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. Last Updated: 07/27/2016

Low-Grade Diesel Fails to Satisfy EU Standards

Russia will fail to meet new European Union standards for lower sulfur content in diesel from 2008 and will face a further price decline for the low quality product, executives and traders said.

Philipp Nikonov, vice president at Transnefteprodukt, which ships around 18 million tons of diesel via Latvia's Ventspils on the Baltic Sea and Black Sea ports, said Friday that Russian refiners were not ready for the change.

"We won't be able to switch from Jan. 1, that is 100 percent sure," said Nikonov, adding that his firm could not impose sanctions on companies that ship low-quality diesel.

"This will simply halt our flows. Transnefteprodukt will be paralyzed and the shareholders will ask me why I'm losing revenues," he said.

New EU standards will halve the sulfur allowed in diesel for heating needs to 1,000 parts per million or 0.1 percent, while Transnefteprodukt exports 2,000 ppm diesel.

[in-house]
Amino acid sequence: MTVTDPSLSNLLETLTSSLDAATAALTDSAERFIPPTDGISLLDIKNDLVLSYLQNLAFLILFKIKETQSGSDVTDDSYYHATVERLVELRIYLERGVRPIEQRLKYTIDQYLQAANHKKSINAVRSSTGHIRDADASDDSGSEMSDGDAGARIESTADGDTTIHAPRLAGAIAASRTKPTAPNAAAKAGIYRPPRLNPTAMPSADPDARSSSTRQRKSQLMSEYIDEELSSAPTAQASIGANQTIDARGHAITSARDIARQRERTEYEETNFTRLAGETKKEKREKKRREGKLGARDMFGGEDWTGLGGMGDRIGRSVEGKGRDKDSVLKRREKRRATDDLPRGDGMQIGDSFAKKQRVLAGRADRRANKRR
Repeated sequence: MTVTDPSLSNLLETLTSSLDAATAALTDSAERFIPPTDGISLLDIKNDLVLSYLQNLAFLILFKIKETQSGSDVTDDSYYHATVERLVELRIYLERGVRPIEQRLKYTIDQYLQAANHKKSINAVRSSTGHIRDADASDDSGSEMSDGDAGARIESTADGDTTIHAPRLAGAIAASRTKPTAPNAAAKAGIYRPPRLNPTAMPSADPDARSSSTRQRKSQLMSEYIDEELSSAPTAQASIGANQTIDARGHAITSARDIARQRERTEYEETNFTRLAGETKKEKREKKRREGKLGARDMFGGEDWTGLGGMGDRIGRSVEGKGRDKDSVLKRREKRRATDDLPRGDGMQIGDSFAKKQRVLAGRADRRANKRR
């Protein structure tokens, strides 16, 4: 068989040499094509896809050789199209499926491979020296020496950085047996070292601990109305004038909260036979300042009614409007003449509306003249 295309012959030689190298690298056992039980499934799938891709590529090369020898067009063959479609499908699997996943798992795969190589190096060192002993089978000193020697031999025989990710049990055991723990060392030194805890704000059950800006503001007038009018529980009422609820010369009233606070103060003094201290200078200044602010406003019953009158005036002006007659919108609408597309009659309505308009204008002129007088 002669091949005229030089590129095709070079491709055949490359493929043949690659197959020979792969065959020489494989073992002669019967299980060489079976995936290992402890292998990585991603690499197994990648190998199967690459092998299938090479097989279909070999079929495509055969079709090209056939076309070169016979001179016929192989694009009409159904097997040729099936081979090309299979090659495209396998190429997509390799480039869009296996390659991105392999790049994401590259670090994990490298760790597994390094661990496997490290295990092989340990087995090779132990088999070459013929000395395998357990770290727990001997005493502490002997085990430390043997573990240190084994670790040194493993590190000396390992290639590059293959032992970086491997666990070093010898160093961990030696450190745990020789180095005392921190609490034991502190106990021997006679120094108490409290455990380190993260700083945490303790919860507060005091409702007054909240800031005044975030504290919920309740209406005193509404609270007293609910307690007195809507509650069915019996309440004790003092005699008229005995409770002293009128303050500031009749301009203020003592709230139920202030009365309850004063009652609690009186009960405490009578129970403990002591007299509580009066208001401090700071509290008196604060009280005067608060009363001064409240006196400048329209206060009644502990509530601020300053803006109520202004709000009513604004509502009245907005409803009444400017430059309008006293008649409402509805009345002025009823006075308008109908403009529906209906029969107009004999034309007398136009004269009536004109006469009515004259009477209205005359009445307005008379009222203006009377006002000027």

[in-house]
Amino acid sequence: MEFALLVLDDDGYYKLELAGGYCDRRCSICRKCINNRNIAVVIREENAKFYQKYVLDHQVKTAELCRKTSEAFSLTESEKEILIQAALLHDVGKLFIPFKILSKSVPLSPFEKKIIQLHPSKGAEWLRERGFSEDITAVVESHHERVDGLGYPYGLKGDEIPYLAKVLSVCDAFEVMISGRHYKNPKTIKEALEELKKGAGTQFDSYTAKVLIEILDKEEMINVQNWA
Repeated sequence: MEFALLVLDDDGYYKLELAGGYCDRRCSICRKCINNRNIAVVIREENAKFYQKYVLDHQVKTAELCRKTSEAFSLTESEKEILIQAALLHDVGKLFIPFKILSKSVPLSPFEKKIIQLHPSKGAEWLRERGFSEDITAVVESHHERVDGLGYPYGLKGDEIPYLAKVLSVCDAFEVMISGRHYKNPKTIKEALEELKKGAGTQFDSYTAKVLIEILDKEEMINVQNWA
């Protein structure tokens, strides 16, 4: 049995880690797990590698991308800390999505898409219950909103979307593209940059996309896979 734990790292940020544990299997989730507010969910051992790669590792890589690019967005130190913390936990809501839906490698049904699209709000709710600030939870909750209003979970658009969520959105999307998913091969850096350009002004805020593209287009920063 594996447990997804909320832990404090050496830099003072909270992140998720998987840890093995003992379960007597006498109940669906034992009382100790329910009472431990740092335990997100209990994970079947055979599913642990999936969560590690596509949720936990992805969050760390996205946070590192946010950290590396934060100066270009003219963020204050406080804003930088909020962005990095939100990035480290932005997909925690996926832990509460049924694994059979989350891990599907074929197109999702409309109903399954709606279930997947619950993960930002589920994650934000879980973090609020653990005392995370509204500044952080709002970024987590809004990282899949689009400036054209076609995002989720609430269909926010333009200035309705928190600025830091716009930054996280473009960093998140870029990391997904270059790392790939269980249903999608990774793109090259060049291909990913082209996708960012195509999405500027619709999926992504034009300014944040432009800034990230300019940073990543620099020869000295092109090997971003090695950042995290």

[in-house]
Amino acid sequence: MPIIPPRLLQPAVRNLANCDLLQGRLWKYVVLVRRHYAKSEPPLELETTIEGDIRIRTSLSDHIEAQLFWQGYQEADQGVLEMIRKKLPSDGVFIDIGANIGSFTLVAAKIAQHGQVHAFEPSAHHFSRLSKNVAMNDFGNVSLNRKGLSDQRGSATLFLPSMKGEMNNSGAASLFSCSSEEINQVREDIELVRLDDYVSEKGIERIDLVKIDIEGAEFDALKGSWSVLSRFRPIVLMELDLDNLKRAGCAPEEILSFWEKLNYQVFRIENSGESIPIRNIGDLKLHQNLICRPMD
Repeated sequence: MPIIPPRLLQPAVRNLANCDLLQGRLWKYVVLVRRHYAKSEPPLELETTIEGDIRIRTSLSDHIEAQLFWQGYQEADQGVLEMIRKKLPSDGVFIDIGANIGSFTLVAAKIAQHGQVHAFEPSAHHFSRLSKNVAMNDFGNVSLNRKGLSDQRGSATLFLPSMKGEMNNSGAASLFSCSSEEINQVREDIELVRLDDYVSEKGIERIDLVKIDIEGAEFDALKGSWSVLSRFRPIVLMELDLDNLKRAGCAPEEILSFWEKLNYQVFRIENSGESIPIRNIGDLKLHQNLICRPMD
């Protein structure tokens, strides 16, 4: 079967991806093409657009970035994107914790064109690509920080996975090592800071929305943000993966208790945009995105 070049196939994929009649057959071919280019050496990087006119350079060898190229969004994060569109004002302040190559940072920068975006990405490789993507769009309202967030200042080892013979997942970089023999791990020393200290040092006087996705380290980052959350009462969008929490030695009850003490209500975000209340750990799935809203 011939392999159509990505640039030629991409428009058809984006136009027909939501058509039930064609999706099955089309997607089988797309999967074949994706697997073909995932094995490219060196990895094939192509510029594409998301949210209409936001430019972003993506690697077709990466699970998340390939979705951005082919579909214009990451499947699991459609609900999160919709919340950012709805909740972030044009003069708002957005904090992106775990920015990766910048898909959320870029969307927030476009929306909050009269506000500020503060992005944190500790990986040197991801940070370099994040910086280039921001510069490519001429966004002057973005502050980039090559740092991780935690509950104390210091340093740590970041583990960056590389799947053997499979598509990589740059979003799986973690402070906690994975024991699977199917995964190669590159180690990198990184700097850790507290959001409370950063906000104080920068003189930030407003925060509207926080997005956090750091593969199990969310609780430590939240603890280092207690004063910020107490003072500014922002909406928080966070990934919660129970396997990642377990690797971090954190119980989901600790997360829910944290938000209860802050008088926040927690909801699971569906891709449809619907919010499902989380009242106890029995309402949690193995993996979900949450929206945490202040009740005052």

"We have done research and discovered that the premium for the 1,000 ppm product versus 2,000 ppm is around $6 per ton in Europe. It seems that it is not enough for the companies to start an expensive technological switch," Nikonov said.

Russian firms also export over 20 million tons of higher quality diesel, including as motor fuels, by railways.

Traders expect Russian 2,000 ppm diesel to end up at Europe's refineries for deeper processing blending with higher quality grades for heating needs.

"The problem is that it is not clear whether there is free desulfurization processing capacity in Europe," a Russian diesel exporter said.

"I suspect they are already running at full capacity on our own product, which is turned into Euro Standard motor fuels," he said.